However, following the judgment of the ECJ and a number of proposals from the European Commission, in June 2003 the Council of the European Union adopted a mandate to negotiate EU-wide aviation agreements with the US. The rationale was to prevent EU countries from being discriminated against, while promoting the idea of Europe being treated as one country and the creation of an Open Aviation Area between the two continents. Negotiations between European and US representatives began in Brussels on 17 October and a second session was scheduled to take place in Washington DC during November 2005.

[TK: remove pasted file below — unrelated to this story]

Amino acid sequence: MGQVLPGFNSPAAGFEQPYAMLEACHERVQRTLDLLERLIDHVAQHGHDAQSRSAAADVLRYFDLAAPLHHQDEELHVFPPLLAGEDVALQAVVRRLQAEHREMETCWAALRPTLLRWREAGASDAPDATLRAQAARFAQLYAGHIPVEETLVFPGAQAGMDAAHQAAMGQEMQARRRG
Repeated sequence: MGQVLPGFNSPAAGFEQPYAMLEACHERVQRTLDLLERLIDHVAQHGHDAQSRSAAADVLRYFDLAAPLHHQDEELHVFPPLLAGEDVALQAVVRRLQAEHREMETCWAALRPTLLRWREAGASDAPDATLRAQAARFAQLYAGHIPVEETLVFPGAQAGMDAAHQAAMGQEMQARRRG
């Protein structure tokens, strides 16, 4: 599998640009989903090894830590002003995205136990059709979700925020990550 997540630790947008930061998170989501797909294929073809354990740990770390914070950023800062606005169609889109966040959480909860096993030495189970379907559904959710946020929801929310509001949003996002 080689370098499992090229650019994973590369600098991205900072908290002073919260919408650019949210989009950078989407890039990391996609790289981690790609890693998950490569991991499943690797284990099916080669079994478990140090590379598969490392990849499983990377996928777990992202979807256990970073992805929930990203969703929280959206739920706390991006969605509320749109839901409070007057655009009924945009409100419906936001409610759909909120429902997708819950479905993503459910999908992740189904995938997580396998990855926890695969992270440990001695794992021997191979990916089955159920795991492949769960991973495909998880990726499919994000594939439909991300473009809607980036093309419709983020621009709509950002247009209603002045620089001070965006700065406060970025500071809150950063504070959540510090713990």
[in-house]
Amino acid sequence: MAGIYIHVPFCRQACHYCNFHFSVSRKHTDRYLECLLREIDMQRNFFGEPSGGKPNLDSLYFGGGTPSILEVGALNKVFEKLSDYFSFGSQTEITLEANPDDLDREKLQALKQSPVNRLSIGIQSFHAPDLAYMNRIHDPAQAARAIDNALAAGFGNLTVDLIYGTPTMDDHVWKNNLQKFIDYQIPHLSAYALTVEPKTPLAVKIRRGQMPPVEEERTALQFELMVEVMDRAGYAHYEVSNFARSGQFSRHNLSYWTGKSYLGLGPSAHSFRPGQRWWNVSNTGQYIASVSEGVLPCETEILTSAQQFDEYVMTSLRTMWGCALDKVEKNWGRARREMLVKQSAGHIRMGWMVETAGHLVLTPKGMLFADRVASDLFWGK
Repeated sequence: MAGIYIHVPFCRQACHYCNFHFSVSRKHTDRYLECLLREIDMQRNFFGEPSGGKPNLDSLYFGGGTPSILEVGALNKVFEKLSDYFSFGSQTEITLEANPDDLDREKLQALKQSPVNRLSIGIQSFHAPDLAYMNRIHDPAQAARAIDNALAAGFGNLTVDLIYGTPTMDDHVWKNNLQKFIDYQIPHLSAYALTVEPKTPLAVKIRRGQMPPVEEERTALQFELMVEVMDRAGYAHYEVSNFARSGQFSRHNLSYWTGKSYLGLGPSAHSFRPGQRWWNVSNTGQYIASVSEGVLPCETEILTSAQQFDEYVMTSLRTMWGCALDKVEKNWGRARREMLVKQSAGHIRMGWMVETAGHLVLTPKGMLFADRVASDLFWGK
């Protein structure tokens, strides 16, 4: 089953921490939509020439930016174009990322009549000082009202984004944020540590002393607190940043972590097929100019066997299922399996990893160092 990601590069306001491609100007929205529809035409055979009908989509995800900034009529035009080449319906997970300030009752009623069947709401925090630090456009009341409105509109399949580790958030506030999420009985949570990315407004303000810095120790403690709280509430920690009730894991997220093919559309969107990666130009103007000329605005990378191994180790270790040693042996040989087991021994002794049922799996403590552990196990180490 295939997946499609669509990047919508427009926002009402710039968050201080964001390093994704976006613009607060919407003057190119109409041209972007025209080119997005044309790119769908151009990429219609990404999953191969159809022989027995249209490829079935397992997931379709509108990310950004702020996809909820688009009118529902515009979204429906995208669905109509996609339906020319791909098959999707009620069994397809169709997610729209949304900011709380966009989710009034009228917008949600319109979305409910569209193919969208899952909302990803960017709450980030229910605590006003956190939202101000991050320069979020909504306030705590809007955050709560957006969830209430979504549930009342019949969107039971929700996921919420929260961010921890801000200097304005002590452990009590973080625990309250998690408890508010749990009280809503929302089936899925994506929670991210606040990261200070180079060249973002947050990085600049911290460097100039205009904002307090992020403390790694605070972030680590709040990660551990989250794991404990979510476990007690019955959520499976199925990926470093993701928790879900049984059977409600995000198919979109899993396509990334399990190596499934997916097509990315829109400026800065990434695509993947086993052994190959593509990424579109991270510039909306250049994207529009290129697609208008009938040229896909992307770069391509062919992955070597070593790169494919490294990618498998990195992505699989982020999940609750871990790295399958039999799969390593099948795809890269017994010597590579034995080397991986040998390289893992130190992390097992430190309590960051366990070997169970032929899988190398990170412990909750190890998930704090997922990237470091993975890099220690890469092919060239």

The mandate, and the subsequent negotiations, have far-reaching consequences not just for the airline carriers, who would be able to expand their operations by opening a line to the US from any airport in the EU, but also for customers, who should be offered greater choice of service and lower fares. So maybe it will not be long before a bargain flight to New York can be snapped up – and the money saved can be put towards a real pair of Manolos.
Sarah Long, EU and competition lawyer, Simmons & Simmons
Over the past months you have probably seen a great deal of comment in the press about PPPs, not least in connection with the Northern Line debacle on the London Underground. If you have been sat there wondering what PPP is, then read on.